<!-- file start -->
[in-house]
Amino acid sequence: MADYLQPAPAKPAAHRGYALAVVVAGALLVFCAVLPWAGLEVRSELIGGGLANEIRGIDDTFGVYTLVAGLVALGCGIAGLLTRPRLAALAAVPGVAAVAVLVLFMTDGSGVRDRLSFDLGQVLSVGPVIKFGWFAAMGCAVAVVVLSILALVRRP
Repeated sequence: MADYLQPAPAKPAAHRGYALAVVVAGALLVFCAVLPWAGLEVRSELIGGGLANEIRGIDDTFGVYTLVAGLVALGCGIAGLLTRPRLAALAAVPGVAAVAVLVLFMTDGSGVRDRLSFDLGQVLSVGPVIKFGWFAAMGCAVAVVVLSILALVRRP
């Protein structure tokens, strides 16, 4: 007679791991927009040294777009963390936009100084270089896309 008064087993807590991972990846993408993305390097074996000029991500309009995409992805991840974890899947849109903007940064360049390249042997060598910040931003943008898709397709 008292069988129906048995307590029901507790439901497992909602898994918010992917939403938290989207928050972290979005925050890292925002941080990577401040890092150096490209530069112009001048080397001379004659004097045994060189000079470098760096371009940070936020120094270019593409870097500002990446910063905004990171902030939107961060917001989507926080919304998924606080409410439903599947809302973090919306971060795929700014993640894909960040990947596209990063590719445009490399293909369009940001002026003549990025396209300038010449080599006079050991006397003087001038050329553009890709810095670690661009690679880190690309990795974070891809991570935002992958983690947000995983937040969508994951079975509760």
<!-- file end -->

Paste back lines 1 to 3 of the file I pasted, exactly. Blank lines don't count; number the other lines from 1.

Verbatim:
[in-house]
Amino acid sequence: MADYLQPAPAKPAAHRGYALAVVVAGALLVFCAVLPWAGLEVRSELIGGGLANEIRGIDDTFGVYTLVAGLVALGCGIAGLLTRPRLAALAAVPGVAAVAVLVLFMTDGSGVRDRLSFDLGQVLSVGPVIKFGWFAAMGCAVAVVVLSILALVRRP
Repeated sequence: MADYLQPAPAKPAAHRGYALAVVVAGALLVFCAVLPWAGLEVRSELIGGGLANEIRGIDDTFGVYTLVAGLVALGCGIAGLLTRPRLAALAAVPGVAAVAVLVLFMTDGSGVRDRLSFDLGQVLSVGPVIKFGWFAAMGCAVAVVVLSILALVRRP